WASHINGTON (AP) — Regulators on Friday closed two small banks in Georgia, one in Florida and one in Kansas, bringing to 37 the number of U.S. bank failures this year.
That's a slower pace than in 2011; 58 banks had failed by this time last year.
The Federal Deposit Insurance Corp. seized Georgia Trust Bank, based in Buford, Ga., with $119.8 million in assets and $117.4 million in deposits; First Cherokee State Bank, based in Woodstock, Ga., with $222.7 million in assets and $193.3 million in deposits; and Royal Palm Bank of Florida, based in Naples, Fla., with $87 million in assets and $85.1 million in deposits.
Also shuttered was Heartland Bank in Leawood, Kan., with $110 million in assets and $102.6 million in deposits.
Atlanta-based Community & Southern Bank agreed to assume the deposits of the Georgia banks and to buy all the assets of First Cherokee State Bank. Community & Southern also is buying about $111.5 million of Georgia Trust Bank's assets.
First National Bank of the Gulf Coast, also based in Naples, agreed to assume all the deposits and essentially all the assets of Royal Palm Bank of Florida.
Metcalf Bank, based in Lees Summit, Mo., agreed to buy the assets and deposits of Heartland Bank.
In addition, the FDIC and Community & Southern Bank agreed to share losses on $65.9 million of Georgia Trust Bank's loans and other assets, and on $141.8 million of First Cherokee State Bank's assets.
The agency and Metcalf Bank agreed to share losses on $54.3 million of Heartland Bank's assets.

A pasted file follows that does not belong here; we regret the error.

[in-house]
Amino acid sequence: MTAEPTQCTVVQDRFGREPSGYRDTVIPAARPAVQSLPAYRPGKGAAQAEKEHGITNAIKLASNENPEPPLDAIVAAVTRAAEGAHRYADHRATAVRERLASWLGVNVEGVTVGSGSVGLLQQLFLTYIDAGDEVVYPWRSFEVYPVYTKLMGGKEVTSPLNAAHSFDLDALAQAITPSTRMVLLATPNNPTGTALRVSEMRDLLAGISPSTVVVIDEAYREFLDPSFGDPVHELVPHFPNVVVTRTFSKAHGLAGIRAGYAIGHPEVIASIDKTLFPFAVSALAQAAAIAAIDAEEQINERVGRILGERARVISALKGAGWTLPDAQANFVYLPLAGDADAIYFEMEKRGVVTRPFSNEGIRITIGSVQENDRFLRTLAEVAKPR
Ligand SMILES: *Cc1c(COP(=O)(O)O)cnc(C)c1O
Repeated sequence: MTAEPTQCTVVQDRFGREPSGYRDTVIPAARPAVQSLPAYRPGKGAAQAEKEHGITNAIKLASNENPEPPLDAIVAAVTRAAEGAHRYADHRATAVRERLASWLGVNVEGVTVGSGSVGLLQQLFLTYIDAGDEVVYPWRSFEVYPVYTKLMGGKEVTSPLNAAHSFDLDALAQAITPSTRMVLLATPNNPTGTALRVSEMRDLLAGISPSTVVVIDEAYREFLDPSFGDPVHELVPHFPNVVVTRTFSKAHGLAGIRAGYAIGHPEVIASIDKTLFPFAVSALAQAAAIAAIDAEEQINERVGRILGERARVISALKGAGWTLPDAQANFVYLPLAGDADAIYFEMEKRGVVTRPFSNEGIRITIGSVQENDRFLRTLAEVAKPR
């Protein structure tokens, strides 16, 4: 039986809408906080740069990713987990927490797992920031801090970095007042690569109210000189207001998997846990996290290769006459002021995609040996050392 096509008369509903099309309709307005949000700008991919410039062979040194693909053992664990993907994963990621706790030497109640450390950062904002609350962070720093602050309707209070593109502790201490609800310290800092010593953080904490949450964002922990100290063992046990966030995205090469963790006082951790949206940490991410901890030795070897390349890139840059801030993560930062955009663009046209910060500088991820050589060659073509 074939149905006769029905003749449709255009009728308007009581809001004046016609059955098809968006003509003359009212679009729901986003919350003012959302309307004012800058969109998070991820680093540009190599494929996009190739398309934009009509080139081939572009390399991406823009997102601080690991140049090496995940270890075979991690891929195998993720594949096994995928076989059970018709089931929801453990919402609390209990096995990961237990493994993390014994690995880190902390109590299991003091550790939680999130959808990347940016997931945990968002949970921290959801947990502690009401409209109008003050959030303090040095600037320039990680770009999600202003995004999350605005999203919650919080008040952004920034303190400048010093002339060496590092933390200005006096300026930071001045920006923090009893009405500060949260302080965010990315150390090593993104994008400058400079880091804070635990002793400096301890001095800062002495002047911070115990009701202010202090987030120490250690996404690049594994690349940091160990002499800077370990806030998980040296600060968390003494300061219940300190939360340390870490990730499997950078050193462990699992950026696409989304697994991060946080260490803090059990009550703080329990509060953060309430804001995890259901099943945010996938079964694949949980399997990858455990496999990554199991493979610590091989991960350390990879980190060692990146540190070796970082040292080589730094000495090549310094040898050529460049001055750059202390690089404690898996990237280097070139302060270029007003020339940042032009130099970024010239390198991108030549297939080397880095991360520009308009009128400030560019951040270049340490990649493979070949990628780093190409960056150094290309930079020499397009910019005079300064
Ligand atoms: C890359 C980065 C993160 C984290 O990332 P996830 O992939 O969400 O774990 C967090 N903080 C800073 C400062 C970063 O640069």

The failure of Georgia Trust Bank is expected to cost the deposit insurance fund $20.9 million; the failure of First Cherokee State Bank is expected to cost $36.9 million; that of Royal Palm Bank of Florida, $13.5 million; and Heartland Bank, $3.1 million.
The pace of bank closures has slowed sharply since peaking in 2010 in the wake of the financial crisis. In 2007, just three banks went under. That number jumped to 25 in 2008, after the meltdown, and ballooned to 140 in 2009.
In 2010, regulators seized 157 banks, the most in any year since the savings and loan crisis two decades ago. The FDIC has said 2010 likely was the high-water mark for bank failures from the Great Recession. By this time last year, 51 banks had failed.
From 2008 through 2011, bank failures cost the fund an estimated $88 billion. The deposit insurance fund fell into the red in 2009. But with failures slowing, the fund's balance turned positive in the second quarter of last year. By Dec. 31, it stood at $11.8 billion, according to the FDIC.
The FDIC expects failures from 2012 through 2016 to cost $12 billion.